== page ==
This should result in rustup downloading and installing the Rust toolchain we requested (which can take a while!), then run the program. If this ends with Hello, world! being printed to the screen, then everything is working!

Installing probe-rs

At this point, we're ready to compile Rust code that runs on the Pi Pico. We still need some way to then download the compiled program onto the hardware though (we embedded folks call that "flash the program", because flash memory is where the program usually ends up). That's what probe-rs is for!

Before you can install it, you might need to install some prerequisites. Please follow the instructions over in the probe-rs documentation.

Once you've got the prerequisites, the actual installation looks like this:

cargo install probe-rs --locked --features=cli --version=0.21.0
If this is no longer the latest version by the time you're reading this, you can probably use the latest one instead. This command will install the specific one that I've tested this article with, so it might be the safer choice to get things working.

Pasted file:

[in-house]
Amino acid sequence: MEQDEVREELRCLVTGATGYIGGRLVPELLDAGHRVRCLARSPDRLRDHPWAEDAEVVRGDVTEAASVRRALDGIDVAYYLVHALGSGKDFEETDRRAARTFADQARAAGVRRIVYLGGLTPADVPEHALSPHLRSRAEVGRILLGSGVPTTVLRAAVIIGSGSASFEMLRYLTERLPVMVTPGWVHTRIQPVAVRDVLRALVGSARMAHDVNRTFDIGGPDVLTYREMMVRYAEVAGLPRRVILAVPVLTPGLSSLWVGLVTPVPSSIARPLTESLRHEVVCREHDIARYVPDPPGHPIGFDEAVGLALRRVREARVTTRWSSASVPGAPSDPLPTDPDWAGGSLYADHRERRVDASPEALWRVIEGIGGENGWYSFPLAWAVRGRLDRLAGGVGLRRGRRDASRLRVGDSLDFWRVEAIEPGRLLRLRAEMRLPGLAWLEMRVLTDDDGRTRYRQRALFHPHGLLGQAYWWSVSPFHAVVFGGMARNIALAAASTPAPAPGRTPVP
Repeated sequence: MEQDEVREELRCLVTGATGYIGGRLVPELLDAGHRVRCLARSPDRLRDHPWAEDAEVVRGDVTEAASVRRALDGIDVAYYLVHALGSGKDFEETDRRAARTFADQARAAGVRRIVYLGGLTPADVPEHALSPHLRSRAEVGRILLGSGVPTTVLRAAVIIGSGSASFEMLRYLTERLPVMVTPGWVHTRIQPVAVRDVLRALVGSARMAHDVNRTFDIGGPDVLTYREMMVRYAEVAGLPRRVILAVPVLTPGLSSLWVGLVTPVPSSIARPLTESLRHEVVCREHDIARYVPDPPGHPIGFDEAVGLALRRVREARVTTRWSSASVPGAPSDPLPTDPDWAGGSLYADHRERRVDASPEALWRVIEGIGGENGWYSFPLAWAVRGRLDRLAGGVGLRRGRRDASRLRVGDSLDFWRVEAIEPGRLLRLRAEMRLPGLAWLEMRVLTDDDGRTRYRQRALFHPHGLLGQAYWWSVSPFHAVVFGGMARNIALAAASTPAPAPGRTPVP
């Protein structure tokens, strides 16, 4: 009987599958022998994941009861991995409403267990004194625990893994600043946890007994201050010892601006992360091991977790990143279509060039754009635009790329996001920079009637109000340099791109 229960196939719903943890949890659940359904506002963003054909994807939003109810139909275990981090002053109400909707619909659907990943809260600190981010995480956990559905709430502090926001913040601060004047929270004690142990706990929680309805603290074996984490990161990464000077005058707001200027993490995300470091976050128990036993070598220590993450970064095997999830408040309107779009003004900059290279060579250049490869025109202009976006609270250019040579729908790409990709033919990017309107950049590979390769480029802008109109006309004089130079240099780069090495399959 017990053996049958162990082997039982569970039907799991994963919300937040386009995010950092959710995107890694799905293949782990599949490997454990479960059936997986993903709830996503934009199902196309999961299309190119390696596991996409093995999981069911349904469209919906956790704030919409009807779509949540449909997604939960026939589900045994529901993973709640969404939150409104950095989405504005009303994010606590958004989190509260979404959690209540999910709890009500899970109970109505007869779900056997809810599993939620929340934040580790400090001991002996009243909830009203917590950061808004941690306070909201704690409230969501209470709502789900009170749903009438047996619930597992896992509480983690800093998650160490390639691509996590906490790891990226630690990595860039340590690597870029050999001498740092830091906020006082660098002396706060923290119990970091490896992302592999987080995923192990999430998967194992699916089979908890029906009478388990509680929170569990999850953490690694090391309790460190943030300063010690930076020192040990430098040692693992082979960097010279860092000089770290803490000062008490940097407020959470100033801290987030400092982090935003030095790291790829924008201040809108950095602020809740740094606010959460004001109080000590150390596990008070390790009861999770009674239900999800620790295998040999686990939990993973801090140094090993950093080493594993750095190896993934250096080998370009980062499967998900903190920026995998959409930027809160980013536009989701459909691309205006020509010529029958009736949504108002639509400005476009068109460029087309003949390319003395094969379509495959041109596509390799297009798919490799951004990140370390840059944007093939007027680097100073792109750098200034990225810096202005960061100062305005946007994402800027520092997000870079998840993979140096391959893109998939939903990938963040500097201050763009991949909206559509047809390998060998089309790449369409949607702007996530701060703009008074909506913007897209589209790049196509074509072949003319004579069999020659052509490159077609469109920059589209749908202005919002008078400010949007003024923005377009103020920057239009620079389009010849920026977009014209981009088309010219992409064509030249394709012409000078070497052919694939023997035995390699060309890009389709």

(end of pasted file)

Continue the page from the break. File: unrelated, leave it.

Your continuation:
If you're running Linux you need an extra step to make things work! Accessing debug probes via USB requires extra permissions, so unless you want to run probe-rs as root (not recommended!), please do the following:

  1. Download probe-rs' udev rules and place them into /etc/udev/rules.d.
  2. Load the new rules: udevadm control --reload
  3. Ensure the new rules are applied to already connected devices: udevadm trigger

There is some more detail in the probe-rs documentation.

Setting Up the Hardware

By this point, we need that hardware you ordered! If it hasn't arrived yet, maybe pass the time by learning more about Rust, Embassy, probe-rs, or the Raspberry Pi Pico. Or skip ahead and already look at the rest of this article. Don't forget to bookmark this page, so you find your way back once you're ready!

Before we try to program the Pi Pico with our own code, let's set it up and see if it's working correctly.

  1. Connect the Raspberry Pi Debug probe to your PC via the USB cable included with the probe.